Screening on Film
Directed by John Ford.
With Clark Gable, Ava Gardner, Grace Kelly.
US, 1953, 35mm, color, 116 min.
Print source: George Eastman House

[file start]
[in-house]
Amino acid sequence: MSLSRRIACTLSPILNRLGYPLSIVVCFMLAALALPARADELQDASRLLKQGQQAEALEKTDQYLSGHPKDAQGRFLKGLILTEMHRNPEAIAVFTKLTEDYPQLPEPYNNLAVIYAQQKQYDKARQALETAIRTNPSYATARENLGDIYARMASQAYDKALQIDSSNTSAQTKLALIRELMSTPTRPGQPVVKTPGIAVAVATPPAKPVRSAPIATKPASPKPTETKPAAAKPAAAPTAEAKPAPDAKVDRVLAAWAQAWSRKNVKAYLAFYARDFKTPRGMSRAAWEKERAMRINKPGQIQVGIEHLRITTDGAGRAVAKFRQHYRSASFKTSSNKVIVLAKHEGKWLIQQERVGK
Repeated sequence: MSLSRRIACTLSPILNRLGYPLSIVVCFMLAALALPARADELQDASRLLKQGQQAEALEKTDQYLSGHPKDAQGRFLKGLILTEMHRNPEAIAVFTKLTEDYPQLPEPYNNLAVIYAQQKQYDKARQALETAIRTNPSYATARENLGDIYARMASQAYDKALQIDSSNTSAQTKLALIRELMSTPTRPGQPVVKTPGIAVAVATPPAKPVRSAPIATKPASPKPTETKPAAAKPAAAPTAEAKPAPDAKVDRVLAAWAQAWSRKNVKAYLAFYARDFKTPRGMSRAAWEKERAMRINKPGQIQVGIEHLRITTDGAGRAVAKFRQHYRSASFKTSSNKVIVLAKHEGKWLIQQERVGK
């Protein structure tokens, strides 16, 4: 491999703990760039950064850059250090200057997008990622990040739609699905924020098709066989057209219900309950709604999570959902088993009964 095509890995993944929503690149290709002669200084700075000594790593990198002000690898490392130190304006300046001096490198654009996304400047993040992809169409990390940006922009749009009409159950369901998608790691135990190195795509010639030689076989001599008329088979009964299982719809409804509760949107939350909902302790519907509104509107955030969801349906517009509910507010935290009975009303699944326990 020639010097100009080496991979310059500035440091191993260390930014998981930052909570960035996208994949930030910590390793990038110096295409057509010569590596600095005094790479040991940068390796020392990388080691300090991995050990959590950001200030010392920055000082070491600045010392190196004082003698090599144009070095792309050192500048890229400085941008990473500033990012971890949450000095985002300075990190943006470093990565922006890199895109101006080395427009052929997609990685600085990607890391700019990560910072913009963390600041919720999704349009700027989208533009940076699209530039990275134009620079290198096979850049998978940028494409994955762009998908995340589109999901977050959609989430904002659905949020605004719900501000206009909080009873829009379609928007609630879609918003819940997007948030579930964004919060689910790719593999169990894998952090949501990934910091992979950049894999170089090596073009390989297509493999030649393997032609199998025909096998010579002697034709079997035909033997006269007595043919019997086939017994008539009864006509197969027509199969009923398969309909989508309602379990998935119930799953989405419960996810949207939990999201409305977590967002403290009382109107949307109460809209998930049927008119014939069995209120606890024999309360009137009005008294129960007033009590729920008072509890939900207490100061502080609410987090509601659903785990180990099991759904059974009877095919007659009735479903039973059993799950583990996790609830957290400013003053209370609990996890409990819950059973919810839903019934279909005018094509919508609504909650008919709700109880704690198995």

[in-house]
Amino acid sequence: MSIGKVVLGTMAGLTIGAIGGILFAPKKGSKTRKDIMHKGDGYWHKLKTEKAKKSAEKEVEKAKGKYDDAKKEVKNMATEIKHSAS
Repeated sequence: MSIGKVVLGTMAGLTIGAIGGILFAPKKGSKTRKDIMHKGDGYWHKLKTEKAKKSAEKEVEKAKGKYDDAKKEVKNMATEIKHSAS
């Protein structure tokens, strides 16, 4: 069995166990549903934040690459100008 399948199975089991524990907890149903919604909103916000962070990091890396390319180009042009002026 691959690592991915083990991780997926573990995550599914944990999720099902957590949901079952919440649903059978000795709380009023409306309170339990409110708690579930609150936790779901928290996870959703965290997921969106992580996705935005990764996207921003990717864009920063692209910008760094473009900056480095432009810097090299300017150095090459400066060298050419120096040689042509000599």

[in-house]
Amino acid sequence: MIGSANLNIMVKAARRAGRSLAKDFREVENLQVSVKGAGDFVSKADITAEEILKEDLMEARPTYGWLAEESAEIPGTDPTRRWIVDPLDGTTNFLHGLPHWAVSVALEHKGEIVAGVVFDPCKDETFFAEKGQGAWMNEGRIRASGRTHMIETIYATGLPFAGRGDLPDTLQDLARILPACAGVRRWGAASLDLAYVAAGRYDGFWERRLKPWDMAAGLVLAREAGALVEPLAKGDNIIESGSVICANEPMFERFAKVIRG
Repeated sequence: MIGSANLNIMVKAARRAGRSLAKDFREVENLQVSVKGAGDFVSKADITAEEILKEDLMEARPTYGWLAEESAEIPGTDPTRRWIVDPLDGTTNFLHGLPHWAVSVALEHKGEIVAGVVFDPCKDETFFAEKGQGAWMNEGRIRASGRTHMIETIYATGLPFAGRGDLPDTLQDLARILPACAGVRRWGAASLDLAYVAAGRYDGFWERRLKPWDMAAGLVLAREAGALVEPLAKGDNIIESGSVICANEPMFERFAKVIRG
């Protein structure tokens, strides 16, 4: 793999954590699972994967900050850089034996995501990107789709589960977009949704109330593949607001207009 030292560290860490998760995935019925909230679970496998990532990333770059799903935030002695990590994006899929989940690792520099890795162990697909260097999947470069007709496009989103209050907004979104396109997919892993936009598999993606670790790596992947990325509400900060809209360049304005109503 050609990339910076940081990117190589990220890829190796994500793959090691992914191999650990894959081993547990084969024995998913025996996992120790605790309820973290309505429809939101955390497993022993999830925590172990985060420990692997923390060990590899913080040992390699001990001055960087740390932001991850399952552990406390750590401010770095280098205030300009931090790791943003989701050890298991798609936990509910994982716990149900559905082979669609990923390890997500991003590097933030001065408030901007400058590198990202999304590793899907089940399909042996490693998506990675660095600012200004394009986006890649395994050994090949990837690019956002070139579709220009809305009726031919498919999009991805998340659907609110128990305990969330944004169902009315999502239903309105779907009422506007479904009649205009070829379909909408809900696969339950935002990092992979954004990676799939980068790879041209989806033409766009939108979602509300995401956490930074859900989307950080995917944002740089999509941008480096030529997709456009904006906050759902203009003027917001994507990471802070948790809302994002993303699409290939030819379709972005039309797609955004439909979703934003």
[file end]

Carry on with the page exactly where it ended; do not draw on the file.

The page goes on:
The important role of women in Ford’s cinema is typically overlooked and misunderstood, in part because later major works such as Mogambo - and the criminally disregarded Seven Women - are rarely discussed or screened. An ambitious remake of Red Dust, the racy Pre-Code romance starring Clark Gable and Jean Harlow, Mogambo is a beautifully crafted tale of a safari adventure gone astray, overturned by the strange love triangle that briefly unites a chorus girl, an anthropologist’s wife and a hunter - an encore role that revived Gable’s late career - in the dark heart of the African jungle. In the case of the women, Ford’s sensitive direction resulted in two alluring revelations, with Ava Gardner displaying an unexpectedly earthy innocence as the city girl strangely at ease in the remote wilderness and a young Grace Kelly, in her first major screen role, unlocking a dark and beguiling eroticism. As in Hawks’ Hatari!, the safari stands in as a vibrant metaphor for the always simmering battle between the sexes.

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